430th Expeditionary Electronic Combat Squadron E-11A BACN (9506) Model
Fly again in the E-11 BACN aircraft with this handcrafted carved scale model. Each piece is carved from wood and hand-painted to provide a piece you’ll love.
Length – 18 inches.
Battlefield Airborne Communications Node
The Battlefield Airborne Communications Node (BACN) is a United States Air Force (USAF) airborne communications relay and gateway system carried by the unmanned EQ-4B and the manned Bombardier E-11A aircraft. BACN enables real-time information flow across the battlespace between similar and dissimilar tactical data link and voice systems through relay, bridging, and data translation in line-of-sight and beyond-line-of-sight situations. Its ability to translate between dissimilar communications systems allows them to interoperate without modification.
Because of its flexible deployment options and ability to operate at high altitudes, BACN can enable air and surface forces to overcome communications difficulties caused by mountains, other rough terrain, or distance. BACN provides critical information to all operational echelons and increases situational awareness by correlating tactical and operational air and ground pictures. For example, an Army unit on the ground currently sees a different picture than an aircrew, but with BACN, both can see the same picture.
On 22 February 2010, the Air Force and Northrop Grumman BACN Team received the 2010 Network Centric Warfare Award from the Institute for Defense and Government Advancement.
430th Expeditionary Electronic Combat Squadron
The 430th Expeditionary Electronic Combat Squadron is an active United States Air Force unit. It is assigned to the 451st Expeditionary Operations Group and stationed at Kandahar Air Base, Afghanistan.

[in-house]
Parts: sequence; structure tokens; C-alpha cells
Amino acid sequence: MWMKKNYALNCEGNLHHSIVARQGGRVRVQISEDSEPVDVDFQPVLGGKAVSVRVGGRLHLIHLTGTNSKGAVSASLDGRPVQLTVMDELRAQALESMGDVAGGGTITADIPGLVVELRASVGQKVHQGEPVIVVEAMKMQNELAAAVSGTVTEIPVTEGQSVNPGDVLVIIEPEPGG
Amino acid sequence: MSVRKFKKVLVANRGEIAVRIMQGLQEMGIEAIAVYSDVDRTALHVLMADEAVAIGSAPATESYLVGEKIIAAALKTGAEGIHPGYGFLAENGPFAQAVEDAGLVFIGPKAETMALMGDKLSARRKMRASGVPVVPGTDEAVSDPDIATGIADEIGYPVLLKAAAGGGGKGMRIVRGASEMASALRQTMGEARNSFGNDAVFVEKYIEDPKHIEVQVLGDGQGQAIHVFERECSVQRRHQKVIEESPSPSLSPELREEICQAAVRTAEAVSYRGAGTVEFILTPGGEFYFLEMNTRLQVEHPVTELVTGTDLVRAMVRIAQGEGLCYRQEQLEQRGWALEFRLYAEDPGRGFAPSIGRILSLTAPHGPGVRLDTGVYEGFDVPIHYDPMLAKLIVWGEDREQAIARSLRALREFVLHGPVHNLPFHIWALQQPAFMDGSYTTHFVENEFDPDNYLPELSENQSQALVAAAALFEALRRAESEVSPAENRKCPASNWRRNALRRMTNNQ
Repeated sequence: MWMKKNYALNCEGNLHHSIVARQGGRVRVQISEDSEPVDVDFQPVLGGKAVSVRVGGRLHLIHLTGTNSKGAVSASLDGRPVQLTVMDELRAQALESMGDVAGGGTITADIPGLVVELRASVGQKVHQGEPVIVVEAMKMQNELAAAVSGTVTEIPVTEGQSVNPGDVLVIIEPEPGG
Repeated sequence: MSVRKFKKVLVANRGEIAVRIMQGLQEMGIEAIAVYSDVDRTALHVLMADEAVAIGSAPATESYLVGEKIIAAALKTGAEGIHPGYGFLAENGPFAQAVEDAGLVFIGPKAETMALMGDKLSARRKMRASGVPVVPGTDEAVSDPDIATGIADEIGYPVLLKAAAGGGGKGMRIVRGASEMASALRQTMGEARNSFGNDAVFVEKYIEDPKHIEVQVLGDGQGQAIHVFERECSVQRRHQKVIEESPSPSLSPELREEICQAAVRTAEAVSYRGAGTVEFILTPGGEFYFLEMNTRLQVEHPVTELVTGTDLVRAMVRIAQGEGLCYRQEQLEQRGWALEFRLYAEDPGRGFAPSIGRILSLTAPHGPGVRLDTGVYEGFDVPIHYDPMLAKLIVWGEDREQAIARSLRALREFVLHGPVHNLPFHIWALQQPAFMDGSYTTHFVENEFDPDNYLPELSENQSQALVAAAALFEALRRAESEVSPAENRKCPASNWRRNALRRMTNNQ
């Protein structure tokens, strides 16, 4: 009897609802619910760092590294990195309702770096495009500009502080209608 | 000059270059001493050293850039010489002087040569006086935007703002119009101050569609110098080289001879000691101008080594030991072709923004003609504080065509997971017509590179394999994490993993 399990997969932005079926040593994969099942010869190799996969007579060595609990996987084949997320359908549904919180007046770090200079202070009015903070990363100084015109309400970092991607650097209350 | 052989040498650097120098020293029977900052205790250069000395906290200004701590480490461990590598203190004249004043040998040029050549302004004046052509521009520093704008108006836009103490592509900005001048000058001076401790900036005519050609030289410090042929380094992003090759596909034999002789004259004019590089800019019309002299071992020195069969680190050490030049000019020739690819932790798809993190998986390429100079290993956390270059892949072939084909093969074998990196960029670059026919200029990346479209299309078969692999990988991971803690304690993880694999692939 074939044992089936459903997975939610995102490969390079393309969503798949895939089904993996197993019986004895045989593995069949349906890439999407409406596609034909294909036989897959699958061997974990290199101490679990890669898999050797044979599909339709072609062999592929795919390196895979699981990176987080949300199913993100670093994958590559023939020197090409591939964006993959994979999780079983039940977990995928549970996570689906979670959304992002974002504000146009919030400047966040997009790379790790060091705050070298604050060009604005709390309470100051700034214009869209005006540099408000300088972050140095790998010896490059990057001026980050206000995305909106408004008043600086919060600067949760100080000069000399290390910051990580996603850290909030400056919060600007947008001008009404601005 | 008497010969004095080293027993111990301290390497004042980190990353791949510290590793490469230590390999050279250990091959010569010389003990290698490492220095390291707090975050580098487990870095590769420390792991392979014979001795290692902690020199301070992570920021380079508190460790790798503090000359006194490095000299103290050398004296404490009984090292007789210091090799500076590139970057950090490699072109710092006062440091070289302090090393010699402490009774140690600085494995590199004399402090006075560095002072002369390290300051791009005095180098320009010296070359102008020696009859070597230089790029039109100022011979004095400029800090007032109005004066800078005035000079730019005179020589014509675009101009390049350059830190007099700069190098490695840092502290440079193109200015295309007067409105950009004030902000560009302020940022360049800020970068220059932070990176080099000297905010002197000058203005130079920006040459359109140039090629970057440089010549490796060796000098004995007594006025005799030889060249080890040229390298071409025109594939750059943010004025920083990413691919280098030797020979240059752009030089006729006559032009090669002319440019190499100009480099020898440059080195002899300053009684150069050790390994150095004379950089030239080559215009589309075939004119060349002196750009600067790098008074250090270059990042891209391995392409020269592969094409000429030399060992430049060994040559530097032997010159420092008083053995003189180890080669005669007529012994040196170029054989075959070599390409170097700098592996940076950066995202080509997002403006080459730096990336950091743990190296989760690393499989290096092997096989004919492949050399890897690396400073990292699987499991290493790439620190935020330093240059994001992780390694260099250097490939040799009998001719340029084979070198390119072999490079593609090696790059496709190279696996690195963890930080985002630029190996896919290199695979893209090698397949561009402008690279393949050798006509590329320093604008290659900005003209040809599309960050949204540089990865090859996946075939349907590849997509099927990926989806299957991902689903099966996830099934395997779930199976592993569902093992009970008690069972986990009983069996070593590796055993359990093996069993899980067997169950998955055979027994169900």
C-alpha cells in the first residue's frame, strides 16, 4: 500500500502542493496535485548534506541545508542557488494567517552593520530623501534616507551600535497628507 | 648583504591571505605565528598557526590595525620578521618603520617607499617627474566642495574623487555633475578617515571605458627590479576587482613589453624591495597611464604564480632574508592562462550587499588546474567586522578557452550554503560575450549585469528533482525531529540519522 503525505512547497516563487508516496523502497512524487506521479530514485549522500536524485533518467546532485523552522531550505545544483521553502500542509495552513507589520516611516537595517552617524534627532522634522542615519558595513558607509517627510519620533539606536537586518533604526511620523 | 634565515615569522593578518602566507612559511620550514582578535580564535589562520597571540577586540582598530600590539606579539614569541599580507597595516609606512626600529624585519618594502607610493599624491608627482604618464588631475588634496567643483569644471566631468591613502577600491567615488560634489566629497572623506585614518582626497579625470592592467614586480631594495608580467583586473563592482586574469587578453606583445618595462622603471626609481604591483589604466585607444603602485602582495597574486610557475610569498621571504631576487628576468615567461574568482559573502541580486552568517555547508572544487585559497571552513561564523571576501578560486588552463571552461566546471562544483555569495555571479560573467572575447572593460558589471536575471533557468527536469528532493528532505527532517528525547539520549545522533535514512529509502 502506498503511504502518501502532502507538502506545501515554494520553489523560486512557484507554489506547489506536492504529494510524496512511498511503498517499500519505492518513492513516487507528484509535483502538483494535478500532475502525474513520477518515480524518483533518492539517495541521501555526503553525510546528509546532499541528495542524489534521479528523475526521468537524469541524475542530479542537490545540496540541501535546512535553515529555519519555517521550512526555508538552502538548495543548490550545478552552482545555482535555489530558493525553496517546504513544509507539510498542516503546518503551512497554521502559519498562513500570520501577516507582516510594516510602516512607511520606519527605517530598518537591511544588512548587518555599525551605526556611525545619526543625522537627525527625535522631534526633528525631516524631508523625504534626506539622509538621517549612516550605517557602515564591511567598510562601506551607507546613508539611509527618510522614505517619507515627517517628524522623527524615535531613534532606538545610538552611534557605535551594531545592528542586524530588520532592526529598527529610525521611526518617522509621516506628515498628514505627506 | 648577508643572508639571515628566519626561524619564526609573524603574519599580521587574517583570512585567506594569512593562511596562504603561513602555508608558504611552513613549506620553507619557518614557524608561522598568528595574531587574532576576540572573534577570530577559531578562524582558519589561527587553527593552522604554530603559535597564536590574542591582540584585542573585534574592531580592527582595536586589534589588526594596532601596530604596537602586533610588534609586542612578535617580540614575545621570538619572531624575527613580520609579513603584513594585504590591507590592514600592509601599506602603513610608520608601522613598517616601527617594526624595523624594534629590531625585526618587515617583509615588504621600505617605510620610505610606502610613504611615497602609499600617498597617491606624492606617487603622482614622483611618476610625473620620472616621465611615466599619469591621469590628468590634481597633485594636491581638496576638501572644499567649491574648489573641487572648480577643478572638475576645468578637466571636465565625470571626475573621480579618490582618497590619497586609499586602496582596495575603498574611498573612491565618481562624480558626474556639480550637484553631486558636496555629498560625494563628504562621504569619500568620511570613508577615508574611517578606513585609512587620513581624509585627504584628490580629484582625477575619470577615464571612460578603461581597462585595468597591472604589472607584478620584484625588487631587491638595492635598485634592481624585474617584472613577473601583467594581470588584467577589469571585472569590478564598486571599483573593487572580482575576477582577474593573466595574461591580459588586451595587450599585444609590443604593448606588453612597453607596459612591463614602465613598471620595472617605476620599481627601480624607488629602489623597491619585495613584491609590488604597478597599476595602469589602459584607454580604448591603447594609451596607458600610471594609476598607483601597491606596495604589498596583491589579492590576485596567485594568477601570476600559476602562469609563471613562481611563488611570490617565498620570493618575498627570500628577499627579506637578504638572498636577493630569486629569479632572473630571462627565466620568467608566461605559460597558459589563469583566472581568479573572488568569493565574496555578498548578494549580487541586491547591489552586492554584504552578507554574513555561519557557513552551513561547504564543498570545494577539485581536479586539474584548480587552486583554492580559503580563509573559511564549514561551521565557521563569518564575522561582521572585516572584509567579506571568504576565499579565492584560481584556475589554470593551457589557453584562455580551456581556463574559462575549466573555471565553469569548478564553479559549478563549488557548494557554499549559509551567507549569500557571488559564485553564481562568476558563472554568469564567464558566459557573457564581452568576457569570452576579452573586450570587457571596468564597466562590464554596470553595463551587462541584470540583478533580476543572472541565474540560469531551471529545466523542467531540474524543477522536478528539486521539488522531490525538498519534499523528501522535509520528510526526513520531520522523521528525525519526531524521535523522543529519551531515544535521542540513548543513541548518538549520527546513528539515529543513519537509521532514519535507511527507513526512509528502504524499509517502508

The squadron was first activated during World War II and served in the European Theater of Operations, where it earned a Distinguished Unit Citation and the Belgian Fourragère for its actions in combat. It remained in Europe after V-E Day, returning to the United States, where it was inactivated at the Port of Embarkation in December 1945.
The squadron was reactivated as the 430th Fighter-Bomber Squadron in 1952, when it replaced an Air National Guard squadron in Japan. It again saw combat in the Korean War, earning another Distinguished Unit Citation and a Republic of Korea Presidential Unit Citation. The squadron returned to the United States in 1954, but made frequent overseas deployments, including combat in the Vietnam War. It remained a fighter unit until inactivating in 1989.
In 1992, the unit became the 430th Electronic Combat Squadron, but was only active for one year. It was converted to provisional status and received its current name in 2013.